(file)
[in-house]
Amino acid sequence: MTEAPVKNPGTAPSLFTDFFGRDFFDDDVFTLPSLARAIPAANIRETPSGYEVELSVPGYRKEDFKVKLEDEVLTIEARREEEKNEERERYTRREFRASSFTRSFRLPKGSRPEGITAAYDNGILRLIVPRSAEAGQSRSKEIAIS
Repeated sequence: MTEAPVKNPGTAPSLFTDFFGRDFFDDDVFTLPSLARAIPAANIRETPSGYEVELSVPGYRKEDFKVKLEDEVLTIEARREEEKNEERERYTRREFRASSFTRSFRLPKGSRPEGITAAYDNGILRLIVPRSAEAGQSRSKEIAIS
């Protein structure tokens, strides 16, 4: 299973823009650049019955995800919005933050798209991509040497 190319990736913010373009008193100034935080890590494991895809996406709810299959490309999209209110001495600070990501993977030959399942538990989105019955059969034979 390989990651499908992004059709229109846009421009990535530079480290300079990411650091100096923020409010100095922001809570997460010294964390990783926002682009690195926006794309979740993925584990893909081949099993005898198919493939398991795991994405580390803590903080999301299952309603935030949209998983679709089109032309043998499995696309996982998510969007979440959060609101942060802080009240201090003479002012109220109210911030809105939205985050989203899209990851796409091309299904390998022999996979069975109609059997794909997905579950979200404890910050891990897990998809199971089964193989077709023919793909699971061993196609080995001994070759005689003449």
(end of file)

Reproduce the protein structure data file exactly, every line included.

[in-house]
Amino acid sequence: MTEAPVKNPGTAPSLFTDFFGRDFFDDDVFTLPSLARAIPAANIRETPSGYEVELSVPGYRKEDFKVKLEDEVLTIEARREEEKNEERERYTRREFRASSFTRSFRLPKGSRPEGITAAYDNGILRLIVPRSAEAGQSRSKEIAIS
Repeated sequence: MTEAPVKNPGTAPSLFTDFFGRDFFDDDVFTLPSLARAIPAANIRETPSGYEVELSVPGYRKEDFKVKLEDEVLTIEARREEEKNEERERYTRREFRASSFTRSFRLPKGSRPEGITAAYDNGILRLIVPRSAEAGQSRSKEIAIS
């Protein structure tokens, strides 16, 4: 299973823009650049019955995800919005933050798209991509040497 190319990736913010373009008193100034935080890590494991895809996406709810299959490309999209209110001495600070990501993977030959399942538990989105019955059969034979 390989990651499908992004059709229109846009421009990535530079480290300079990411650091100096923020409010100095922001809570997460010294964390990783926002682009690195926006794309979740993925584990893909081949099993005898198919493939398991795991994405580390803590903080999301299952309603935030949209998983679709089109032309043998499995696309996982998510969007979440959060609101942060802080009240201090003479002012109220109210911030809105939205985050989203899209990851796409091309299904390998022999996979069975109609059997794909997905579950979200404890910050891990897990998809199971089964193989077709023919793909699971061993196609080995001994070759005689003449």